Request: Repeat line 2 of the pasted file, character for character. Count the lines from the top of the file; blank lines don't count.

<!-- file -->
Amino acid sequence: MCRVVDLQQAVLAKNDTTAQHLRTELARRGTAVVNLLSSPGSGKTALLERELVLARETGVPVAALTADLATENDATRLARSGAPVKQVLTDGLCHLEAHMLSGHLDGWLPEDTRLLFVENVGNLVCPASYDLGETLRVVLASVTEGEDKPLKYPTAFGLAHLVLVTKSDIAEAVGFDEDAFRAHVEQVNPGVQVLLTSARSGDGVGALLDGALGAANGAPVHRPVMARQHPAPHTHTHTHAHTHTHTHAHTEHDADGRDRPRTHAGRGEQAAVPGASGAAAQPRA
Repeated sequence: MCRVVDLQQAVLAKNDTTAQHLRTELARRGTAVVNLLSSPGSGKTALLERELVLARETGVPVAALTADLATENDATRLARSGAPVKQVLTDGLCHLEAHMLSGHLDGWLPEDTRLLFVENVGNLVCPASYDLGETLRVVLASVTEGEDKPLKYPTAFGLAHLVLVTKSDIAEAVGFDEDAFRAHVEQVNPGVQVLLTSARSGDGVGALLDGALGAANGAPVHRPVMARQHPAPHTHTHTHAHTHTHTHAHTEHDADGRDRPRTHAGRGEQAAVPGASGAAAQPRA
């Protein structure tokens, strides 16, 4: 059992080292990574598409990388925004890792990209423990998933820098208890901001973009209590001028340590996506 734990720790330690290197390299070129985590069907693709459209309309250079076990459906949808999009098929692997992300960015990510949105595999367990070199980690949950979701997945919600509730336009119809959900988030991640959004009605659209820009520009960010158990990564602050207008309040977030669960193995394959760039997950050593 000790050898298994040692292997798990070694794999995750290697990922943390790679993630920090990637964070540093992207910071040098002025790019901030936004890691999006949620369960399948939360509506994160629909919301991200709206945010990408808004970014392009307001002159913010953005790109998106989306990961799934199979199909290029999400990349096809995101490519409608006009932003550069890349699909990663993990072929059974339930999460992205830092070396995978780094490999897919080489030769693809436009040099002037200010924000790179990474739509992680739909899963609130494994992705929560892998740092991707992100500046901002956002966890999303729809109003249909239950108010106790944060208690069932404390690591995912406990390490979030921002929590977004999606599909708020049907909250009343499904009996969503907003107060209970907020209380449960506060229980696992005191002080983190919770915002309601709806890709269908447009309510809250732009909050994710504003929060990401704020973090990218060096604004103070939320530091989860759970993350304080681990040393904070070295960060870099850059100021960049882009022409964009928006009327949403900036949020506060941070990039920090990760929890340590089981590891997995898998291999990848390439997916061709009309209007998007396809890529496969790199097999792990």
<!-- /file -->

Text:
Repeated sequence: MCRVVDLQQAVLAKNDTTAQHLRTELARRGTAVVNLLSSPGSGKTALLERELVLARETGVPVAALTADLATENDATRLARSGAPVKQVLTDGLCHLEAHMLSGHLDGWLPEDTRLLFVENVGNLVCPASYDLGETLRVVLASVTEGEDKPLKYPTAFGLAHLVLVTKSDIAEAVGFDEDAFRAHVEQVNPGVQVLLTSARSGDGVGALLDGALGAANGAPVHRPVMARQHPAPHTHTHTHAHTHTHTHAHTEHDADGRDRPRTHAGRGEQAAVPGASGAAAQPRA